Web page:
Teens With Stroke at Birth Use Opposite Side of Brain for Language
In a new study, researchers observed young people who had left-brain stroke damage at birth and found they are now using the right side of the brain for language — in the exact, mirror-opposite region to the normal language areas on the left side.
At least one in 4,000 newborn babies experience a perinatal stroke, one that occurs right around the time of birth. But a stroke in a baby, even a big one, does not have the same long-term effects as an adult stroke. The findings help demonstrate just how “plastic” brain function is in infants.
For the study, researchers at Georgetown University Medical Center observed 12 individuals (aged 12 to 25) who had experienced a left-brain perinatal stroke, and found that all used the right side of their brains for language.
“Their language is good — normal,” said cognitive neuroscientist Elissa L. Newport, Ph.D., professor of neurology at Georgetown University School of Medicine, and director of the Center for Brain Plasticity and Recovery at Georgetown University and MedStar National Rehabilitation Network.
Some of the participants have a slight limp, and many have a dominant left hand because the stroke caused an impairment in right-hand function. They also have some executive function impairments — slightly slower neural processing, for example — that are common in individuals with brain injuries.
But basic cognitive functions, such as language comprehension and production, are excellent, Newport said.
Significantly, imaging studies show that the participants’ language function is based in the right side of the brain in the mirror-opposite region to the left normal language areas. This has also been found in previous studies, but earlier findings have been inconsistent, perhaps due to the heterogeneity of the types of brain injuries involved in those studies, Newport said.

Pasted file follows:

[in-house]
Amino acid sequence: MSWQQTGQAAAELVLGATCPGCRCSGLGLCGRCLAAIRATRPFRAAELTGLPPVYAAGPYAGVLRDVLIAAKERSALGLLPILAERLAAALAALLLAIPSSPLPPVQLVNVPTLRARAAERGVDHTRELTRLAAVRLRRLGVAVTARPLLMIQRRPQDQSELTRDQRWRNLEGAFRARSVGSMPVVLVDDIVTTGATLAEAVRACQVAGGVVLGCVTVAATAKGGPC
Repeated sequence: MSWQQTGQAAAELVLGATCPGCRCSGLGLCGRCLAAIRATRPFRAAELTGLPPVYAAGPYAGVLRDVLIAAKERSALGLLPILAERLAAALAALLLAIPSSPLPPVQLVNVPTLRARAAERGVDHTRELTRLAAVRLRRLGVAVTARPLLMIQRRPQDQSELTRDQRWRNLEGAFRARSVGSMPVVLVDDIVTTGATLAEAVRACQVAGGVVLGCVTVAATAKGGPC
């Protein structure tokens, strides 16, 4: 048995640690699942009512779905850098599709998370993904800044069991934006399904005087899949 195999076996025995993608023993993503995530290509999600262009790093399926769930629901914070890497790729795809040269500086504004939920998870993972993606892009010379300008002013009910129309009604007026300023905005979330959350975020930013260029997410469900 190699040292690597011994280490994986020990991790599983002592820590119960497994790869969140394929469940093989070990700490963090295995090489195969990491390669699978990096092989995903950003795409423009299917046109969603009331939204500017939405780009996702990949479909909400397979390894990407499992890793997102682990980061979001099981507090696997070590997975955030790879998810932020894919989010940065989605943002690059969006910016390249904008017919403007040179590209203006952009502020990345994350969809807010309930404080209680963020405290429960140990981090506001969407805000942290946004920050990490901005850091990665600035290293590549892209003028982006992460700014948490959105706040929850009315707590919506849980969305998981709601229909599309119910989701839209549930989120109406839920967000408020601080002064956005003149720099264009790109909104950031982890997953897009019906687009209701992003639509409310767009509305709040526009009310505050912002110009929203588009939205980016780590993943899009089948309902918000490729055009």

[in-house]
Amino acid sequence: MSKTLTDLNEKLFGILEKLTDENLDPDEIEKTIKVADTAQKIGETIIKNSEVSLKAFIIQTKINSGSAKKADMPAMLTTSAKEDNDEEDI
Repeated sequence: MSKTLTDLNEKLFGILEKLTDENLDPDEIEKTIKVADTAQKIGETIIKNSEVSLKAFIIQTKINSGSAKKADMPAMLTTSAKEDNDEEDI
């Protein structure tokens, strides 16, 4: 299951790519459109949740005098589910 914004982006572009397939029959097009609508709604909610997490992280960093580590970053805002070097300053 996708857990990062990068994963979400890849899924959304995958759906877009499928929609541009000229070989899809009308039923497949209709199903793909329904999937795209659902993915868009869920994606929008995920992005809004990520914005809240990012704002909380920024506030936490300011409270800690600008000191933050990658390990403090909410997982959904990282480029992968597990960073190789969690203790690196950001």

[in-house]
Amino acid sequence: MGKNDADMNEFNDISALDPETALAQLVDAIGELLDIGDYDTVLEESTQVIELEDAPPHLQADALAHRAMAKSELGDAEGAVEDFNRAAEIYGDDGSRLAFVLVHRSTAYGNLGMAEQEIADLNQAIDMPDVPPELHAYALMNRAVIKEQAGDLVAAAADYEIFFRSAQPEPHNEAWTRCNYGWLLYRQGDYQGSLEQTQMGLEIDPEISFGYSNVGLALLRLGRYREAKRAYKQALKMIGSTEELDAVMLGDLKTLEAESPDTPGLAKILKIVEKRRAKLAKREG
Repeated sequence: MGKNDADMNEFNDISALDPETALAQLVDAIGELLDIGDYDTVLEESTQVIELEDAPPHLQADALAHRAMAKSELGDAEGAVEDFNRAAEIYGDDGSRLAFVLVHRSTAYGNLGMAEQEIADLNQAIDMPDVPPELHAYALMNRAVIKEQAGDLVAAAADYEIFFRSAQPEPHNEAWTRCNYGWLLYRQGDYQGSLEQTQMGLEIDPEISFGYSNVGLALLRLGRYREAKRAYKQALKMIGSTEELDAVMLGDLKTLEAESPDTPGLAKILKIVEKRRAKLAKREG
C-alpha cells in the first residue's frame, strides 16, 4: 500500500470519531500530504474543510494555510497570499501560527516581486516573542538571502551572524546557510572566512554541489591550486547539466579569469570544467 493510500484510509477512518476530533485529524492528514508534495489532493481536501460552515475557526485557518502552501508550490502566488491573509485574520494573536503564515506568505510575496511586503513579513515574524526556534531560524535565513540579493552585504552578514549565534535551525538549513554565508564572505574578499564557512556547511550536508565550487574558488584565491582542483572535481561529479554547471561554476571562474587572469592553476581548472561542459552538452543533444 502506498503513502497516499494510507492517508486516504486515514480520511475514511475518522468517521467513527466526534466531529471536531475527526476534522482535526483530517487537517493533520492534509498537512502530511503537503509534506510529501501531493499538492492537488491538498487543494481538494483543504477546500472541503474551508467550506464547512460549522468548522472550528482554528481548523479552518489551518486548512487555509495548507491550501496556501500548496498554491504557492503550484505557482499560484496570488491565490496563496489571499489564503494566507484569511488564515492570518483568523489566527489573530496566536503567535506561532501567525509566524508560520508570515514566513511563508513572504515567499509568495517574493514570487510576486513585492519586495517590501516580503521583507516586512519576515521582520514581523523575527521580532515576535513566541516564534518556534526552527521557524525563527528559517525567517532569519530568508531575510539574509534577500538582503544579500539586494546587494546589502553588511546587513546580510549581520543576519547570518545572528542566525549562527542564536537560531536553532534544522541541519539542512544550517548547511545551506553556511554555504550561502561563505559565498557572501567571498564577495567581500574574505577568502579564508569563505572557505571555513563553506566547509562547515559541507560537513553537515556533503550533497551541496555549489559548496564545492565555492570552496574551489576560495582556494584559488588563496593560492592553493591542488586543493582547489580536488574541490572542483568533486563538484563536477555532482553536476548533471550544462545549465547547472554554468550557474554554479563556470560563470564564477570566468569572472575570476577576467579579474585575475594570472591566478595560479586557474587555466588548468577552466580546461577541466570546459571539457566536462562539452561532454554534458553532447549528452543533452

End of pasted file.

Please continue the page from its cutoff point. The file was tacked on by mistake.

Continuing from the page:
The new study was carefully controlled in terms of the types and areas of injury included, and suggests that while “these young brains were very plastic, meaning they could relocate language to a healthy area, it doesn’t mean that new areas can be located willy-nilly on the right side. We believe there are very important constraints to where functions can be relocated,” saidNewport.
“There are very specific regions that take over when part of the brain is injured, depending on the particular function. Each function, like language or spatial skills, has a particular region that can take over if its primary brain area is injured. This is a very important discovery that may have implications in the rehabilitation of adult stroke survivors.”
This finding makes sense in very young brains, Newport noted. “Imaging shows that children up to about age four can process language in both sides of their brains, and then the functions split up: the left side processes sentences and the right processes emotion in language.”
The research team is extending the study to a larger group of participants, and is looking at both left and right brain strokes and also at whether brain functions other than language are relocated and where.
They are also collaborating on studies that may reveal the molecular basis of plasticity in young brains; information that might help switch on plasticity in adults who have suffered stroke or brain injury.
The findings were recently reported in a symposium at the American Association for the Advancement of Science (AAAS) Annual Meeting in Austin, Texas.
Pedersen, T. (2018). Teens With Stroke at Birth Use Opposite Side of Brain for Language. Psych Central. Retrieved on September 23, 2020, from https://psychcentral.com/news/2018/02/19/teens-who-suffered-stroke-at-birth-now-use-opposite-side-of-brain-for-language/132750.html